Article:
Instead, at the turn of the year I judge the portfolio as if it were a single business, a practice I learned from Terry Smith, manager of the Fundsmith Equity fund.

These are Share Sleuth’s weighted average statistics. Its profitability, financial strength, and market valuation consolidated as though it were a single conglomerate. The averages are weighted according to the value of the portfolio’s holding in each share:

Debt to Capital (%)

-18

Return on Capital (%)

31

Cash Conversion (%)

72

Earnings Yield (%)

6

These statistics make me feel good. They are better than I can remember after completing the same exercise in previous years. They mean the Share Sleuth super-conglomerate has more cash than debt, it is highly profitable even in cash terms and even if all the profit were returned as dividends and not invested in growth, it would yield 6%.

I expect the super-conglomerate to carry on investing and grow, of course, and consequently for Share Sleuth’s returns to be greater (over the long term).

Share Sleuth performance

At the close on Friday 5 January, Share Sleuth was worth £186,894, 523% more than the £30,000 of pretend money we started with in September 2009.

The same amount invested in accumulation units of a FTSE All-Share index tracking fund would be worth £78,469, an increase of 162%.

Past performance is not a guide to future performance.

After the removal of Judges Scientific and dividends paid during the month from Bunzl (LSE:BNZL), Garmin Ltd (NYSE:GRMN), Renishaw (LSE:RSW) and Tristel, Share Sleuth’s cash pile is £4,912.

The minimum trade size, 2.5% of the portfolio’s value, is almost exactly the same!

Share Sleuth

Cost (£)

Value (£)

Return (%)

Cash

4,912

Shares

181,982

Since 9 September 2009

30,000

186,894

523

Companies

Shares

Cost (£)

Value (£)

Return (%)

ANP

Anpario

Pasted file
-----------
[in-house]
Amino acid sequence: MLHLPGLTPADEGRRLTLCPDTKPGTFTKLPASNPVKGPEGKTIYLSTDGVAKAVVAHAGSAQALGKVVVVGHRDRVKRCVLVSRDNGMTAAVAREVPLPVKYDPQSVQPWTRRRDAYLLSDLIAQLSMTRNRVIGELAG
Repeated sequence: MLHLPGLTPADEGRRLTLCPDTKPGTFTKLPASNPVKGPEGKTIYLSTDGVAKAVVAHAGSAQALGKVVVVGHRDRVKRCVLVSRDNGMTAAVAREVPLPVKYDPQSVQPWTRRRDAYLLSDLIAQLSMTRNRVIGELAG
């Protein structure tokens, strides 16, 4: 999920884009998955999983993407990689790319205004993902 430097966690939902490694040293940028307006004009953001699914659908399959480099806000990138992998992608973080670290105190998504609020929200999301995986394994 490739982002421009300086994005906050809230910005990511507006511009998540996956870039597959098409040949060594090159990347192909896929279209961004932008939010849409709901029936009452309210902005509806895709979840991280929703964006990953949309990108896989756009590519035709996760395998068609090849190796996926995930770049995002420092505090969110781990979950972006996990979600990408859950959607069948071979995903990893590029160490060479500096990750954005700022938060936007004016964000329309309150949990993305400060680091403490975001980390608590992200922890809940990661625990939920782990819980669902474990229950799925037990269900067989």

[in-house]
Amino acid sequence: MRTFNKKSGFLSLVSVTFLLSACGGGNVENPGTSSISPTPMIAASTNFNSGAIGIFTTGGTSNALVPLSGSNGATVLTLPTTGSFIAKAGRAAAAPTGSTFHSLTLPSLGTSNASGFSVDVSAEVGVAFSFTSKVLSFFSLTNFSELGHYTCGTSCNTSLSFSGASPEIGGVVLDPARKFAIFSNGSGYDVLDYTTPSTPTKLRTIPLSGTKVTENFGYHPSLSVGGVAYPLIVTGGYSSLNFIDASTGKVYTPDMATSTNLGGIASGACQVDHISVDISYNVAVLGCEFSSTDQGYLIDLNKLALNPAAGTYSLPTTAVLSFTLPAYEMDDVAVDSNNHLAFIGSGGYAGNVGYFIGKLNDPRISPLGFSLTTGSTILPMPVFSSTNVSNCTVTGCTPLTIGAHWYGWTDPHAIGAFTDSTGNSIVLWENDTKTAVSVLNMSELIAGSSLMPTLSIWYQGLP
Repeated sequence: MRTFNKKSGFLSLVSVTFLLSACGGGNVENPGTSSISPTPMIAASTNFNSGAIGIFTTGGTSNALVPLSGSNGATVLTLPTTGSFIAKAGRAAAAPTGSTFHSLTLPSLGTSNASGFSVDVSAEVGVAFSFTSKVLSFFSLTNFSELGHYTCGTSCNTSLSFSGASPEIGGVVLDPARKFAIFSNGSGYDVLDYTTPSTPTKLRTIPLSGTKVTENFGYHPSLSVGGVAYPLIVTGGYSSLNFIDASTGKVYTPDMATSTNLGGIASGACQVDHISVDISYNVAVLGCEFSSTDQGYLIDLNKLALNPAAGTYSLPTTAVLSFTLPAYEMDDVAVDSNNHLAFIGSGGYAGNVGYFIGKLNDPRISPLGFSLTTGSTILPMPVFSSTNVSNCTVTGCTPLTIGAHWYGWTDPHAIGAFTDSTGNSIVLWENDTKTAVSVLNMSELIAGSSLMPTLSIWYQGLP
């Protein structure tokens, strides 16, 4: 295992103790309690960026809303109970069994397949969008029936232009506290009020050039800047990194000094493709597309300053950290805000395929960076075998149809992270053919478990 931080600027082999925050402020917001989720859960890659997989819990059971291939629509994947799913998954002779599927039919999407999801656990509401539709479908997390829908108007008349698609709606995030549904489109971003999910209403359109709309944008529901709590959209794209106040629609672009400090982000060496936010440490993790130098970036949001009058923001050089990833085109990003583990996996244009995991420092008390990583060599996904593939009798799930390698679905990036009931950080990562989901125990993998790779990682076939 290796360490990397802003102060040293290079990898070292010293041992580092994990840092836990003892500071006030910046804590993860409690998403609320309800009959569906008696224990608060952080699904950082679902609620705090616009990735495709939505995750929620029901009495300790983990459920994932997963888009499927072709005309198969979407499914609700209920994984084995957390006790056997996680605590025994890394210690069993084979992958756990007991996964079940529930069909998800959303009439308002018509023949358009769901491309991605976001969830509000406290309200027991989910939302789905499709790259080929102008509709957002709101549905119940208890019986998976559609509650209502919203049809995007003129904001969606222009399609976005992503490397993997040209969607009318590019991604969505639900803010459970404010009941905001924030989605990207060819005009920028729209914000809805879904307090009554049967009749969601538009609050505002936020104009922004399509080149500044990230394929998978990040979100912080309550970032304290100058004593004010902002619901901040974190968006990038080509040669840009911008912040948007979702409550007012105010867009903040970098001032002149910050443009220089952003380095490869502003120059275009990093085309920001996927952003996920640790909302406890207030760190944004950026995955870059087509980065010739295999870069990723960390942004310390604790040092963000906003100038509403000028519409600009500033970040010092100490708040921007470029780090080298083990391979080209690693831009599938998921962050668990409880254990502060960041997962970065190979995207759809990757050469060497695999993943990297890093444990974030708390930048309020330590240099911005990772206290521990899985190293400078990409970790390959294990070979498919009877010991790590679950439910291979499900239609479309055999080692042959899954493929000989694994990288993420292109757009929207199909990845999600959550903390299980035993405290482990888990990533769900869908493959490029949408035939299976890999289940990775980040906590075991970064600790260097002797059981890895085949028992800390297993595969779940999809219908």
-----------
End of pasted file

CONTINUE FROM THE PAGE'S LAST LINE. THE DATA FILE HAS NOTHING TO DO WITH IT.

1,124

4,057

2,922

-28

BMY

Bloomsbury

1,681

5,915

7,875

33

AMS

Advanced Medical Solutions

1,965

4,503

3,959

-12

BNZL

Bunzl

201

4,714

6,358

35

CHH

Churchill China

1,058

12,223

14,548

19

CHRT

Cohort

1,600

3,747

8,832

136

CLBS

Celebrus

1,528

3,509

3,285

-6

DWHT

Dewhurst

532

1,754

3,990

128

FOUR

4Imprint

190

3,688

8,512

131

GAW

Games Workshop

100

4,571

9,430

106

GDWN

Goodwin

266

6,646

15,455

133

GRMN

Garmin

53

4,413

5,125

16

HWDN

Howden Joinery

2,020

12,718

15,465

22

JET2

Jet2

456

250

5,691

2,176

LTHM

James Latham

750

9,235

8,813

-5

PRV

Porvair

906

4,999

5,780

16

PZC

PZ Cussons

1,870

3,878

2,824

-27

QTX

Quartix

3,285

7,296

4,763

-35

RSW

Renishaw

234

6,227

7,956

28

RWS

RWS

2,790

9,199

6,902

-25

SOLI

Solid State

356

1,028

5,002

387

TET

Treatt

763

1,082

3,823

253

TFW

Thorpe (F W)

2,000

2,207

7,600

244

TSTL

Tristel

750

268

3,375

1,158

TUNE

Focusrite

1,050

9,123

6,248

-32

VCT

Victrex

292

6,432

4,377

-32

XPP

XP Power

240

4,589

3,072

-33

Notes
3 Jan 2024: Removed Judges Scientific
Costs include £10 broker fee, and 0.5% stamp duty where appropriate
Cash earns no interest
Dividends and sale proceeds are credited to the cash balance
£30,000 invested on 9 September 2009 would be worth £175,618 today
£30,000 invested in FTSE All-Share index tracker accumulation units would be worth £78,469 today
Objective: To beat the index tracker handsomely over five-year periods
Source: SharePad, Close on Friday 5 January 2024.

Richard Beddard is a freelance contributor and not a direct employee of interactive investor.  

Richard owns shares in all the shares in the Share Sleuth portfolio.

See our guide to the Decision Engine and the Share Sleuth Portfolio for more information.

Contact Richard Beddard by email: richard@beddard.net or on Twitter: @RichardBeddard

These articles are provided for information purposes only.  Occasionally, an opinion about whether to buy or sell a specific investment may be provided by third parties.  The content is not intended to be a personal recommendation to buy or sell any financial instrument or product, or to adopt any investment strategy as it is not provided based on an assessment of your investing knowledge and experience, your financial situation or your investment objectives. The value of your investments, and the income derived from them, may go down as well as up. You may not get back all the money that you invest. The investments referred to in this article may not be suitable for all investors, and if in doubt, an investor should seek advice from a qualified investment adviser.